British Rail

Part of the debate – in the House of Commons at 12:00 am on 27th May 1977.

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Photo of Mr Ronald Atkins Mr Ronald Atkins , Preston North 12:00 am, 27th May 1977

I add my congratulations to the hon. Member for High Peak (Mr. Le Marchant) on his speech. I also congratulate the hon. Member for Nantwich (Mr. Cockcroft) and my hon. Friend the Member for Swansea, East (Mr. Anderson) on their contributions. The hon. Member for High Peak introduced a very important matter—the future of British Railways.

As two hon. Members have referred to the question of unity between the railway unions—I am a representative of ASLEF—perhaps it would be in order for me to deal briefly with that matter. Over the years various attempts have been made to get one railway union. Such a suggestion is not favoured by any of the three unions representing different grades of railwaymen. The size of a union does not necessarily bring harmony or stop bad industrial relations. It will be recalled that there was a serious dispute between lorry drivers and dockers who belonged to the same union. The solution of industrial disputes is more difficult than merely joining together the different unions into one large union.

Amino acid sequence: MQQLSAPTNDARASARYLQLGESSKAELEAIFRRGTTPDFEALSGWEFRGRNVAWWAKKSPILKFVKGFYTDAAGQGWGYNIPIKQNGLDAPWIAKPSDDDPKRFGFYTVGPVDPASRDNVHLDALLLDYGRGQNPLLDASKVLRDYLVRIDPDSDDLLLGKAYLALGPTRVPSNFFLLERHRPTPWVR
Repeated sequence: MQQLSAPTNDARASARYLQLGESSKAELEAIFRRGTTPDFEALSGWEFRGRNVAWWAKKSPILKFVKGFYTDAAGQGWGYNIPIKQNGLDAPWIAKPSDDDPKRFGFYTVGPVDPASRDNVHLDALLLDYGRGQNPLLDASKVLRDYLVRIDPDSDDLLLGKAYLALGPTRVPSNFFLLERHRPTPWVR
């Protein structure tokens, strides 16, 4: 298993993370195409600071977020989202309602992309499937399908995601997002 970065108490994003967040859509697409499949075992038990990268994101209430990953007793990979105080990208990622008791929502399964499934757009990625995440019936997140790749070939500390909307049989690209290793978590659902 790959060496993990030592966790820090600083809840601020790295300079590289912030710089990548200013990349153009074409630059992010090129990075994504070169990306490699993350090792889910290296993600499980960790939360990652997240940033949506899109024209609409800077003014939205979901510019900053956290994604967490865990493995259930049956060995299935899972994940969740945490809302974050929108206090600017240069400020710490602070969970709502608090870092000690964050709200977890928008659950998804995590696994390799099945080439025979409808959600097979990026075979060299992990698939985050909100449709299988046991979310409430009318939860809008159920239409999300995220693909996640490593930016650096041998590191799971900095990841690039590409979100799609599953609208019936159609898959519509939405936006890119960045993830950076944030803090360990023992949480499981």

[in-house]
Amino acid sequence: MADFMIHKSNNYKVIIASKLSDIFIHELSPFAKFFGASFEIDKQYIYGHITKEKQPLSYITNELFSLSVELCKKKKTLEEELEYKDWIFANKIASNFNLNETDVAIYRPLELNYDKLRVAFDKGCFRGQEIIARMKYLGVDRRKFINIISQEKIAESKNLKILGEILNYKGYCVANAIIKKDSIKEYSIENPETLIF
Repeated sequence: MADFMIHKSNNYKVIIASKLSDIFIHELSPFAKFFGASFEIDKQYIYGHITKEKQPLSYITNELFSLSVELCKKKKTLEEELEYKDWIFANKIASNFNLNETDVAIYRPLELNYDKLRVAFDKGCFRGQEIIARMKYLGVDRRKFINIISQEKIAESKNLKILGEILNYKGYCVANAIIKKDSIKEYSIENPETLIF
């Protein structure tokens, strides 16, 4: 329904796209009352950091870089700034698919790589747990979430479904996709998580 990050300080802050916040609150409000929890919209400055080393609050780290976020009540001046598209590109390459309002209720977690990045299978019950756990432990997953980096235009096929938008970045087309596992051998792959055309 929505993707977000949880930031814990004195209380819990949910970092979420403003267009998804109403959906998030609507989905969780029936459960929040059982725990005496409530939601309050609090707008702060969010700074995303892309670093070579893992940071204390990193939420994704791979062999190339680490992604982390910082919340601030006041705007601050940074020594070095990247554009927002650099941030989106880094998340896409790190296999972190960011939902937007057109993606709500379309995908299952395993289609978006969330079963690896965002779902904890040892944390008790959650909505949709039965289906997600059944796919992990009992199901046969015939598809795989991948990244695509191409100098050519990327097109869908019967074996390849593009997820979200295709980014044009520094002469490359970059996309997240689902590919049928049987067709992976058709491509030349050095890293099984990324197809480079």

Much as I enjoyed the speech made by the hon. Member for High Peak, I must take issue with him on his remarks about rail freight subsidies. I expect that the hon. Gentleman knows that these subsidies have rapidly dwindled. As the hon. Member for Nantwich said, it is difficult to quantify costs. Bearing in mind the dwindling of the subsidies, it might be argued that there may be other costs for which rail freight does not pay. That argument could be used against road freight. It would be unfair to reduce the rail freight subsidy in too much haste as long as the competitive form of traffic—the juggernaut—still falls short of meeting its resource costs of £5,000 a year. It would seem fair not to abolish the rail freight subsidy until the juggernaut is taxed to its full resource costs.